Magic Bullet Mojo for Sony Vegas

Red Giant Software released yesterday a Vegas version of their brand new product, Magic Bullet Mojo. Mojo is a simpler version of Magic Bullet that only has one goal: to make your footage look like the Hollywood movies of the last few years: teal-looking, but by preserving the skin color (which can be a tricky thing to achieve without this plugin). I tried the demo, and it indeed does what it promises. The algorithm they use to auto-figure-out where the human face is in the frame, and preserve that color, works great. You can use the plugin’s UI to bleach or warm your video, punch it, change the color tint from green to teal to blue, select the way the algorithm finds the face in the frame, and finally, how much you want these settings blended with the original, ungraded look.


Talent is Dave Tsui, from the Bay Area band HIJK

The only problem I encountered is that the “mojo” slider punches up contrast and/or gamma (even with “bleach”/”punch” all the way down). I would prefer to contrast/gamma my video separately if required, with the use of another plugin, and only use Mojo for its teal/skin abilities. Finally, on Vegas, we are used to double-click the UI’s slider buttons to get them to jump back to their default values, but this doesn’t happen with the Mojo UI.

Update: One more example. Except the unwanted dark gamma change that I can’t get rid of with Mojo, the rest of the tint is as it’s supposed to be. I know that to some of you it looks weird and that the original picture looks more natural, but the point of Hollywood movies — that Mojo emulates — is to not be natural.

15 Comments »

Matt wrote on November 4th, 2009 at 8:00 PM PST:

Uhm, I actually prefer the “As shot”. Looks much more natural and filmic.

The mojo example looks cheesy and overdone but actually makes it look like DV, IMHO.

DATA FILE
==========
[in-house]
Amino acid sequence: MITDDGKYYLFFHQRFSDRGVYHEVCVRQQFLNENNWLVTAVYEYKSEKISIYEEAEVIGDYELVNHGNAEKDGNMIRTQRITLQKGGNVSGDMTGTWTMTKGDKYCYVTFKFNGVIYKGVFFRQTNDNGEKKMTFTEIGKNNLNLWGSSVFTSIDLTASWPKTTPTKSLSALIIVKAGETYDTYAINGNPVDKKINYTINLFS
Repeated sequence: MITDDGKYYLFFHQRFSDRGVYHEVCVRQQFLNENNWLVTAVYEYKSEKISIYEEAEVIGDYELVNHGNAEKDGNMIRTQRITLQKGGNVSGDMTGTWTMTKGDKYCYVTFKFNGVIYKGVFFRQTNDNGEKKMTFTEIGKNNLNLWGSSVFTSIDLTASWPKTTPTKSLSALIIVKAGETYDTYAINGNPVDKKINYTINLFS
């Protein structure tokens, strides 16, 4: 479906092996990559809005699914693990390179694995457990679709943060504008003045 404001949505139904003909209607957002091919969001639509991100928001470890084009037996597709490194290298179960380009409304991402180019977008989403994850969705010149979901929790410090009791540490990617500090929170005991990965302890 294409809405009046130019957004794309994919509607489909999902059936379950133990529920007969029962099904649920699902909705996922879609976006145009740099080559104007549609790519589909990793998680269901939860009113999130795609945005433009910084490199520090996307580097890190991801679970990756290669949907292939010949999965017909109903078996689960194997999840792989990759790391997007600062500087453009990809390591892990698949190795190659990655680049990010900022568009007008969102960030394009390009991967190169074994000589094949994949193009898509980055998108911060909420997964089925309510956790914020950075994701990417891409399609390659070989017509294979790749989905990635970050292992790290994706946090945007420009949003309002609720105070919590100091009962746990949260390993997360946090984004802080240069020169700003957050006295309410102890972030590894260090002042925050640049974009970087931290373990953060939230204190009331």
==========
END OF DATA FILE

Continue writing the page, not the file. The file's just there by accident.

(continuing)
Stephen James wrote on November 4th, 2009 at 10:00 PM PST:

I have to agree with Matt… the “As shot” simply looks warmer… and better, at least on my monitor.


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Eugenia wrote on November 4th, 2009 at 10:00 PM PST:

It’s the other way around. The original is DV. And I don’t think you understand the premise behind this. Would you say that Terminator Salvation was overdone in blue too? You see, you don’t realize it, but most movies today are tinted to teal. You will have to think with the look of a theatrical movie in mind and not in absolute value of “what looks more natural”. Because “natural”, doesn’t sell.

The point is to NOT look warm, modern Hollywood movies do NOT look warm on purpose. And the point of this utility is to use that look. Look at their examples on their site too.


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Eugenia wrote on November 4th, 2009 at 10:04 PM PST:

Read Prolost’s blog post too to understand better.


Matt wrote on November 5th, 2009 at 6:25 AM PST:

Yeah but this guy ain’t no Christian Bale.


Soulbender wrote on November 5th, 2009 at 8:13 AM PST:

The thing is that when we watch the movies we don’t have an original shot to compare to so whatever we see of course looks, within reason, more naturally or at least good.
It’s just another stylistic trend that you probably won’t notice until there’s a new trend that looks different.